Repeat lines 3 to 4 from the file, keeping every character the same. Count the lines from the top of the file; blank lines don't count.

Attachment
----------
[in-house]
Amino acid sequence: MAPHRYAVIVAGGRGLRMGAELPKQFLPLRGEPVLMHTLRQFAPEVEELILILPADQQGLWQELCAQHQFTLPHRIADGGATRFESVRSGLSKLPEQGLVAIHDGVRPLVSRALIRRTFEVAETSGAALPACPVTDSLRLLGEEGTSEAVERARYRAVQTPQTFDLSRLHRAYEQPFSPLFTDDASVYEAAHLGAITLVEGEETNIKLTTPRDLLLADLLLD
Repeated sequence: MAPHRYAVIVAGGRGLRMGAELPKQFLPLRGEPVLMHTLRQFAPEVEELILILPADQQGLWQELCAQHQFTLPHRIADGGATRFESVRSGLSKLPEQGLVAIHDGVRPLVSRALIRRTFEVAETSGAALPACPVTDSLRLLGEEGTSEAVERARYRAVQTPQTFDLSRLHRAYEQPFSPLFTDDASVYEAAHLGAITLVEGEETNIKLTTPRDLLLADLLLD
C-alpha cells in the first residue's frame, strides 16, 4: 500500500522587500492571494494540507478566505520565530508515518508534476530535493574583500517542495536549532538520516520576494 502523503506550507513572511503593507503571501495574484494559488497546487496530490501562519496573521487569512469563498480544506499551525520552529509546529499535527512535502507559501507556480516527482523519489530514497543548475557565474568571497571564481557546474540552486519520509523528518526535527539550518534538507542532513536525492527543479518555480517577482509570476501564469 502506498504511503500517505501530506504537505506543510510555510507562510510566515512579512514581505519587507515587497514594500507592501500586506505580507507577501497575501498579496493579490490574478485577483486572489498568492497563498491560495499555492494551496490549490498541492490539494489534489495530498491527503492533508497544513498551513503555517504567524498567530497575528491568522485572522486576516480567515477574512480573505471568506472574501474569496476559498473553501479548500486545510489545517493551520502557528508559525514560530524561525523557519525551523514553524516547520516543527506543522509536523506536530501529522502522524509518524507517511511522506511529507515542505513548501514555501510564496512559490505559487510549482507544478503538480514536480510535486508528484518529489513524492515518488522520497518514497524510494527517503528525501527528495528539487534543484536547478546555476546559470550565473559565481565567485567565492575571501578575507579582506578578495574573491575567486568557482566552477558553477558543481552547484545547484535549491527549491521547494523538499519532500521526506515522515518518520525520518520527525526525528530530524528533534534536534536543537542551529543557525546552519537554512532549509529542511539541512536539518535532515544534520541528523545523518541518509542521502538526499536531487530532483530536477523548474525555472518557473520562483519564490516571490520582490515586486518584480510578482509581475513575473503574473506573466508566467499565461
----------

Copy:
Repeated sequence: MAPHRYAVIVAGGRGLRMGAELPKQFLPLRGEPVLMHTLRQFAPEVEELILILPADQQGLWQELCAQHQFTLPHRIADGGATRFESVRSGLSKLPEQGLVAIHDGVRPLVSRALIRRTFEVAETSGAALPACPVTDSLRLLGEEGTSEAVERARYRAVQTPQTFDLSRLHRAYEQPFSPLFTDDASVYEAAHLGAITLVEGEETNIKLTTPRDLLLADLLLD
C-alpha cells in the first residue's frame, strides 16, 4: 500500500522587500492571494494540507478566505520565530508515518508534476530535493574583500517542495536549532538520516520576494 502523503506550507513572511503593507503571501495574484494559488497546487496530490501562519496573521487569512469563498480544506499551525520552529509546529499535527512535502507559501507556480516527482523519489530514497543548475557565474568571497571564481557546474540552486519520509523528518526535527539550518534538507542532513536525492527543479518555480517577482509570476501564469 502506498504511503500517505501530506504537505506543510510555510507562510510566515512579512514581505519587507515587497514594500507592501500586506505580507507577501497575501498579496493579490490574478485577483486572489498568492497563498491560495499555492494551496490549490498541492490539494489534489495530498491527503492533508497544513498551513503555517504567524498567530497575528491568522485572522486576516480567515477574512480573505471568506472574501474569496476559498473553501479548500486545510489545517493551520502557528508559525514560530524561525523557519525551523514553524516547520516543527506543522509536523506536530501529522502522524509518524507517511511522506511529507515542505513548501514555501510564496512559490505559487510549482507544478503538480514536480510535486508528484518529489513524492515518488522520497518514497524510494527517503528525501527528495528539487534543484536547478546555476546559470550565473559565481565567485567565492575571501578575507579582506578578495574573491575567486568557482566552477558553477558543481552547484545547484535549491527549491521547494523538499519532500521526506515522515518518520525520518520527525526525528530530524528533534534536534536543537542551529543557525546552519537554512532549509529542511539541512536539518535532515544534520541528523545523518541518509542521502538526499536531487530532483530536477523548474525555472518557473520562483519564490516571490520582490515586486518584480510578482509581475513575473503574473506573466508566467499565461